PICTURE A moonlit patio, the rhythm of soft Jazz, and a lavish dinner ready to be enjoyed. You're about to sit down when your date gives your hand an extra squeeze and wonders aloud. Do you happen to have V.D., herpes or AIDS? This scenario was not lifted from Porky still but instead is the type of warning currently offered by the popular media. According to author Allan M.Brandt Harvard professor of History and Science. such representations simplistic view that the problem can be solved it individuals act more responsibly in their sexual conduct.
In No Magic Bullet, his first book, Professor Brandt provides a comprehensive history of venereal disease. He traces the beginnings of venereal disease hysteria to the progressive era, when the future of the Victorian-style family was being threatened by the influences of industrialization, urbanization, and a huge influx of "licentious" immigrants.
Armed with a medical explanation for V.D., early twentieth century physicians were torn about how to deal with the infection. While the disease was erroneously thought to be communicable by non-sexual means as well as through intercourse, progressive reformers focused their attacks on foreign prostitutes in the cities and on immorality in all classes. Bachelor parties, once the site of last minute merry-making, became the object of criticism and fear and muckrakers took every opportunity to make the venereal problem "a subject of gossip."
Meanwhile, physicians became more attuned to the delicate nature of treating patients-whether or not to expose its occurrence to future or current spouses, how to alert authorities about the disease while protecting the confidence of patients, and the very treatment of the afflicted. Because venereal disease might be acquired at the drinking fountain or the public lavatory, or so they thought, physicians quietly suggested caution in personal habits and the control of immorality in the working classes. Exposing all dangers of the disease, physicians suggested that it could be acquired even "within the boundaries of Victorian morality."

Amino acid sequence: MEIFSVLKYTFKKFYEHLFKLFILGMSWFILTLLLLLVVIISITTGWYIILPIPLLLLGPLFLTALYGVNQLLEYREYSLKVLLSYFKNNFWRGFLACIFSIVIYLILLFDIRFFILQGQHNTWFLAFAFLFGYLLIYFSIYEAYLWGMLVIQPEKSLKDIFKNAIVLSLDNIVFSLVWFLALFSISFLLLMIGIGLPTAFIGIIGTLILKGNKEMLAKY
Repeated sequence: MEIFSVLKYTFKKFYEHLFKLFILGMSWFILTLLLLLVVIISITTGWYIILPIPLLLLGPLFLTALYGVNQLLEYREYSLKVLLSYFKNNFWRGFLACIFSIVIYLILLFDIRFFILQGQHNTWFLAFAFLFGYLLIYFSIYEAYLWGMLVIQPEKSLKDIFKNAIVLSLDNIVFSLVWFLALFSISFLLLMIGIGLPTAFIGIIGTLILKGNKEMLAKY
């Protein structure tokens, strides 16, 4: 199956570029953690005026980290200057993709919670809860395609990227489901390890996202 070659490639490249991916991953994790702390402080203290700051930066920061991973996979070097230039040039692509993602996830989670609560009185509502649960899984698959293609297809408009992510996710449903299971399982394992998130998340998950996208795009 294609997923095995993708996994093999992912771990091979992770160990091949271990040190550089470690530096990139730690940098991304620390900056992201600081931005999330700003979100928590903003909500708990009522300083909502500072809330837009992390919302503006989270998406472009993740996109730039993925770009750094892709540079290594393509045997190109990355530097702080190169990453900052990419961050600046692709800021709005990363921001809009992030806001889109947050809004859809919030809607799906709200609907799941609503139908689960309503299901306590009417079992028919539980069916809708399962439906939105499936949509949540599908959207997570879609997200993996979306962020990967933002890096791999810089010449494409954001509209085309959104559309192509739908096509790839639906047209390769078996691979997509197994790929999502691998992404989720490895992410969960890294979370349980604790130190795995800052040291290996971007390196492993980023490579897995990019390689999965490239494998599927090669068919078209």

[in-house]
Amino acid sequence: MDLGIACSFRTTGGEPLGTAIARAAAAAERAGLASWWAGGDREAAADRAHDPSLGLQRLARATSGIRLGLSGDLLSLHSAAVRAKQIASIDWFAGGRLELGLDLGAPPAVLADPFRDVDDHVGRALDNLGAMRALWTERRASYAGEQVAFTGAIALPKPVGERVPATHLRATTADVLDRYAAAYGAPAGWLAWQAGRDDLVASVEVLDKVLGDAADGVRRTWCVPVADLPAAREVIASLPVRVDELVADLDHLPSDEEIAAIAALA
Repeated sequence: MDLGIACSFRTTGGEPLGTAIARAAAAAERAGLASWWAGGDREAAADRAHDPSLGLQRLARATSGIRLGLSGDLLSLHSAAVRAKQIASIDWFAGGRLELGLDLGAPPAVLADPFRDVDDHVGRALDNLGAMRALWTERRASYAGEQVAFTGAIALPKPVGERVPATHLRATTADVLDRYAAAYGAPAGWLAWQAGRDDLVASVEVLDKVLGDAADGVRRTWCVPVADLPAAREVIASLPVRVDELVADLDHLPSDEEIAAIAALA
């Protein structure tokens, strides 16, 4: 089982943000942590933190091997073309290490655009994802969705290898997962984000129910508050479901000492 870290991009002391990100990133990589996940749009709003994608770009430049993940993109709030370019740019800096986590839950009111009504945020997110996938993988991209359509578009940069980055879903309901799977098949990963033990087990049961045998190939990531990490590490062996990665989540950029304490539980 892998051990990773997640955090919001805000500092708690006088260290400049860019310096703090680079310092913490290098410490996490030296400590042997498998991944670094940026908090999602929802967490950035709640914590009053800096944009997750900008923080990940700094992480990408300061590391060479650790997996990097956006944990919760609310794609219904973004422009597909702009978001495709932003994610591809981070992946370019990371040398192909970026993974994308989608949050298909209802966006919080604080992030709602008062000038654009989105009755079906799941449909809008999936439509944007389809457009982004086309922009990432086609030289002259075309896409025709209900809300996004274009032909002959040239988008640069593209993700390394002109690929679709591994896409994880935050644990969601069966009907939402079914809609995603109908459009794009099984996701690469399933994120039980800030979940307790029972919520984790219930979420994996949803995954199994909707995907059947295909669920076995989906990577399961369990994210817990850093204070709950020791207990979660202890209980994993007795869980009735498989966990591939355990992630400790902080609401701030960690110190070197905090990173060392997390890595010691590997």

While the newspapers continued to refer euphemistically to V.D. as a "rare blood disease," and the U.S. Post Office banned the pamphlet What Every Girl Should Know because of its explicit references to gonorrhea, physicians became more vocal in supporting sex education and moralistic in abhorring the vices, "bred in the pestilential hot house atmosphere of dark, dirty, ill-ventilated homes, which induce ... abnormal cravings."
The most intriguing aspect of No Magic Bullet's is Brandt's analysis of the military's campaign against V.D. On the eve of World War I, the stereotypical macho image of men in uniform rang true; in 1917 the War Department was so alarmed by training camp reports of drunkenness and carousing with wanton women that it promised soldiers "invisible armor" to protect them against the "heated temptations" of immorality. A Commission on Training Camp Activities was created with the objective of not only cleaning up the extra-curricular activities of the soldiers but using the American military to set an example of morality before the country and he entire world. Hostess Houses were created so that wives and girlfriends could visit with soldiers, but the high concentration of men on military bases were more prose to answer the calls convenient prostitutes and flocking girls.